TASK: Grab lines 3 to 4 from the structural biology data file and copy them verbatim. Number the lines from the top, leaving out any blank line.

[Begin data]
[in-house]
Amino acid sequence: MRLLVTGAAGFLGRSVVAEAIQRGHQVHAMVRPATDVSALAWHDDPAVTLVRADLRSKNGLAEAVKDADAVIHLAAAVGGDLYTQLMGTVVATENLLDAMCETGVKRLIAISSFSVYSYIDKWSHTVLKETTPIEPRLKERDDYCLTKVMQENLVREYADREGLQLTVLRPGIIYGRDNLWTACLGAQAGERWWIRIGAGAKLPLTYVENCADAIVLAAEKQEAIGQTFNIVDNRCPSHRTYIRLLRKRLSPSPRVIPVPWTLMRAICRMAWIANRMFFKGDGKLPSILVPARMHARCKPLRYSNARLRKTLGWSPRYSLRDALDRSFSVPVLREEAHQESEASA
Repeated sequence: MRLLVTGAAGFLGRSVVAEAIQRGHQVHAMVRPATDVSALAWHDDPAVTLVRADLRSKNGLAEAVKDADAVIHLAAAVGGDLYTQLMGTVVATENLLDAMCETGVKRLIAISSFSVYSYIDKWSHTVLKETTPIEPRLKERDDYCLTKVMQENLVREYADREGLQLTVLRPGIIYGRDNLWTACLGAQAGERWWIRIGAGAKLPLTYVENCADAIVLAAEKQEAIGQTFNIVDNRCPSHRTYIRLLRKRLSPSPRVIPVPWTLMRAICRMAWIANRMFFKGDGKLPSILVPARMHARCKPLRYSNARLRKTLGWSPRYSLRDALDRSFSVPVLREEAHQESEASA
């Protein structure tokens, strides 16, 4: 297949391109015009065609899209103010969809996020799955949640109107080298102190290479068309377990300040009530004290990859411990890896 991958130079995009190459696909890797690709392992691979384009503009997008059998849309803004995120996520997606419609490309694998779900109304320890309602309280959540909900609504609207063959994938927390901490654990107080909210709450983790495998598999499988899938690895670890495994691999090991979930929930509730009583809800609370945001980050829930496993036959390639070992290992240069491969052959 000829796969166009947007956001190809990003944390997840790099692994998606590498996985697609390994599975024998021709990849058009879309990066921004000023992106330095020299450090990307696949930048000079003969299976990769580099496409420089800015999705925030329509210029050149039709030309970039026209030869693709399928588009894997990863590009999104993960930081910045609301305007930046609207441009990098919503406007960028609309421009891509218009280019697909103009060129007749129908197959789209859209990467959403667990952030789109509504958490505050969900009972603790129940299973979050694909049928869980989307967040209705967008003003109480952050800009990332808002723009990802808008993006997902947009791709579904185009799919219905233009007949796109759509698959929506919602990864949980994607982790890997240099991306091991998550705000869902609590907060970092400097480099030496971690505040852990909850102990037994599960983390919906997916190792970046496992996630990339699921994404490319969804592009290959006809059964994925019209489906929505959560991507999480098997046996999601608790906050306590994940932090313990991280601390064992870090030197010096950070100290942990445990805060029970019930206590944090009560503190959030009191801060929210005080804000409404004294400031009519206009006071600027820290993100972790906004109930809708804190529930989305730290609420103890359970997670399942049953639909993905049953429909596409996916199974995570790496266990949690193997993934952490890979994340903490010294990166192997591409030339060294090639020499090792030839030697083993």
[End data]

Repeated sequence: MRLLVTGAAGFLGRSVVAEAIQRGHQVHAMVRPATDVSALAWHDDPAVTLVRADLRSKNGLAEAVKDADAVIHLAAAVGGDLYTQLMGTVVATENLLDAMCETGVKRLIAISSFSVYSYIDKWSHTVLKETTPIEPRLKERDDYCLTKVMQENLVREYADREGLQLTVLRPGIIYGRDNLWTACLGAQAGERWWIRIGAGAKLPLTYVENCADAIVLAAEKQEAIGQTFNIVDNRCPSHRTYIRLLRKRLSPSPRVIPVPWTLMRAICRMAWIANRMFFKGDGKLPSILVPARMHARCKPLRYSNARLRKTLGWSPRYSLRDALDRSFSVPVLREEAHQESEASA
């Protein structure tokens, strides 16, 4: 297949391109015009065609899209103010969809996020799955949640109107080298102190290479068309377990300040009530004290990859411990890896 991958130079995009190459696909890797690709392992691979384009503009997008059998849309803004995120996520997606419609490309694998779900109304320890309602309280959540909900609504609207063959994938927390901490654990107080909210709450983790495998598999499988899938690895670890495994691999090991979930929930509730009583809800609370945001980050829930496993036959390639070992290992240069491969052959 000829796969166009947007956001190809990003944390997840790099692994998606590498996985697609390994599975024998021709990849058009879309990066921004000023992106330095020299450090990307696949930048000079003969299976990769580099496409420089800015999705925030329509210029050149039709030309970039026209030869693709399928588009894997990863590009999104993960930081910045609301305007930046609207441009990098919503406007960028609309421009891509218009280019697909103009060129007749129908197959789209859209990467959403667990952030789109509504958490505050969900009972603790129940299973979050694909049928869980989307967040209705967008003003109480952050800009990332808002723009990802808008993006997902947009791709579904185009799919219905233009007949796109759509698959929506919602990864949980994607982790890997240099991306091991998550705000869902609590907060970092400097480099030496971690505040852990909850102990037994599960983390919906997916190792970046496992996630990339699921994404490319969804592009290959006809059964994925019209489906929505959560991507999480098997046996999601608790906050306590994940932090313990991280601390064992870090030197010096950070100290942990445990805060029970019930206590944090009560503190959030009191801060929210005080804000409404004294400031009519206009006071600027820290993100972790906004109930809708804190529930989305730290609420103890359970997670399942049953639909993905049953429909596409996916199974995570790496266990949690193997993934952490890979994340903490010294990166192997591409030339060294090639020499090792030839030697083993």